Nokia Morph Technology


In business a product could have a shorter life if it can’t win the hearts of people and showcase new technology, so Nokia is coming up with the Nokia Morph flexible mobile phone which the company claims include nanotechnology and would immensely benefit its end-users. The main benefit of Nanotechnology is that its components are flexible, transparent and extremely strong. The company believes this latest technology would be a distinctive phone by 2015, but a few technical glitches remain to be solved, like the use of new battery materials etc.

Nokia morph is a joint technology concept, developed by Nokia Research Center (NRC) and the University of Cambridge (UK). The morph demonstrate how future mobile device might be stretchable and flexible, allowing the user to transform their mobile devices into radically different shaped. It demonstrates the ultimately that nanotechnology might be capable of delivering: flexible material, transparent electronics and self-cleaning surface. Fibril proteins are woven into three dimensional meshes that reinforce thin elastic structures. Using the same principle behind spider silk, this elasticity enables the device to literally changes shapes and configure itself to adapt to the task at hand.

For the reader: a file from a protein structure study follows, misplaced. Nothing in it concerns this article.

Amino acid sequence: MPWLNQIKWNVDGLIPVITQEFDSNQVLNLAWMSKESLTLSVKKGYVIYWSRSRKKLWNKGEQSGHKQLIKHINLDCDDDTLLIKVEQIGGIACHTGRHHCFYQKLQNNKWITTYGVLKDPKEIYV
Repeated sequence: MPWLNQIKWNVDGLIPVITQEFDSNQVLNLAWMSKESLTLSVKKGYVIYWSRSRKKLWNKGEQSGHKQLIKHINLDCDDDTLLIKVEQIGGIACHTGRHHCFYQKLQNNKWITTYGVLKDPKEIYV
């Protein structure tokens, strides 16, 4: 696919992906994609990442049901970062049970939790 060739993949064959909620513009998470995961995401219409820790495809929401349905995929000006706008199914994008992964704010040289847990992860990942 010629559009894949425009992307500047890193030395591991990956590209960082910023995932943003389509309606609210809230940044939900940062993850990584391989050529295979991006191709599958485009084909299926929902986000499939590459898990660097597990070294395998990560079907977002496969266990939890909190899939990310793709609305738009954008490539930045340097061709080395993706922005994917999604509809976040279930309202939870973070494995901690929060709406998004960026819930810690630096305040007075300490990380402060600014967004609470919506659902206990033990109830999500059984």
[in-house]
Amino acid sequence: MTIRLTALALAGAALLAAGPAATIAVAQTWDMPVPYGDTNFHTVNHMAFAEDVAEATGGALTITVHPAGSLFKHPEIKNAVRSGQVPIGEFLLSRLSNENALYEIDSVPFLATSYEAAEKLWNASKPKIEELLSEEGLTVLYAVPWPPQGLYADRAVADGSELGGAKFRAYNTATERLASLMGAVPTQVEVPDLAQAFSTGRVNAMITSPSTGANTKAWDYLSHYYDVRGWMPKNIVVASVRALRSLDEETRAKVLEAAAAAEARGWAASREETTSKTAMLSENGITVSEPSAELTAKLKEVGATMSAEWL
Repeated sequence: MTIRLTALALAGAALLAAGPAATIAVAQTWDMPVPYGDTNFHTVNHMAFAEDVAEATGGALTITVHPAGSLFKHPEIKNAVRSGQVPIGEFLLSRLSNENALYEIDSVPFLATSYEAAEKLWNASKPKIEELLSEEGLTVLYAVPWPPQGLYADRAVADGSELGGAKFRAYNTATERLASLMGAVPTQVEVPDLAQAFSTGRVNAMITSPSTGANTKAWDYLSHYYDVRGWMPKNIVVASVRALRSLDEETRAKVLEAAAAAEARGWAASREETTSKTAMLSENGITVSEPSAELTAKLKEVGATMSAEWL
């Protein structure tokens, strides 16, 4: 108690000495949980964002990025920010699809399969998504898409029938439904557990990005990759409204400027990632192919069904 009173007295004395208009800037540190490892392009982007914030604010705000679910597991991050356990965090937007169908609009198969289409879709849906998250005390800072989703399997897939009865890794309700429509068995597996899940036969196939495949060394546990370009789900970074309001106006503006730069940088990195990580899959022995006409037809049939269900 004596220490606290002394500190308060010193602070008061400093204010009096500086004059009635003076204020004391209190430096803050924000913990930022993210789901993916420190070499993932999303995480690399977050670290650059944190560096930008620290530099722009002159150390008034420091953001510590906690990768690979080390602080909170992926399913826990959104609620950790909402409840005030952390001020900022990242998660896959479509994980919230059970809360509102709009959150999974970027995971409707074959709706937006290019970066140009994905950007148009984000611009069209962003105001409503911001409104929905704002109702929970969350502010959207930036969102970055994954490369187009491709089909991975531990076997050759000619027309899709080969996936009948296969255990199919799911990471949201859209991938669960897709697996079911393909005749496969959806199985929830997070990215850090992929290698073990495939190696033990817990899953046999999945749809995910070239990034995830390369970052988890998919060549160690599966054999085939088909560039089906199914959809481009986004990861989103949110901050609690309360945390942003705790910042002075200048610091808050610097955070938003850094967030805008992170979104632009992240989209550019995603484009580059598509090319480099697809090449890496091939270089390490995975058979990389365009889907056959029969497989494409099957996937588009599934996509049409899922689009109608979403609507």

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Femtocells Technology


      Femtocells, a technology little-known outside the wireless world, promise better indoor cellular service. In telecommunication, a Femtocell is a small cellular base station, typically designed for use in a home or small business. It connects to the service provider’s network via broadband. Current designs typically support 2 to 4 active mobile phones in a residential setting, and 8 to 16 active mobile phones in enterprise settings. A Femtocell allows service providers to extend service coverage indoors, especially where access would otherwise be limited or unavailable. For a mobile operator, the attractions of a Femtocell are improvements to both coverage and capacity, especially indoors. This can reduce both capital expenditure and operating expense.

      A Femtocell is typically the size of a residential gateway or smaller, and connects into the end-user’s broadband line. Once plugged in, the Femtocell connects to the MNO’s mobile network, and provides extra coverage in a range of typically 30 to 50 meters for residential Femtocells.

      The end-user must declare which mobile phone numbers are allowed to connect to his/her Femtocell, usually via a web interface provided by the MNO. When these mobile phones arrive under coverage of the Femtocell, they switch over from the Macrocell (outdoor) to the Femtocell automatically. Most MNOs provide means for the end-user to know this has happened, for example by having a different network name appear on the mobile phone. All communications will then automatically go through the Femtocell. When the end-user leaves the Femtocell coverage (whether in a call or not), his phone hands over seamlessly to the macro network.

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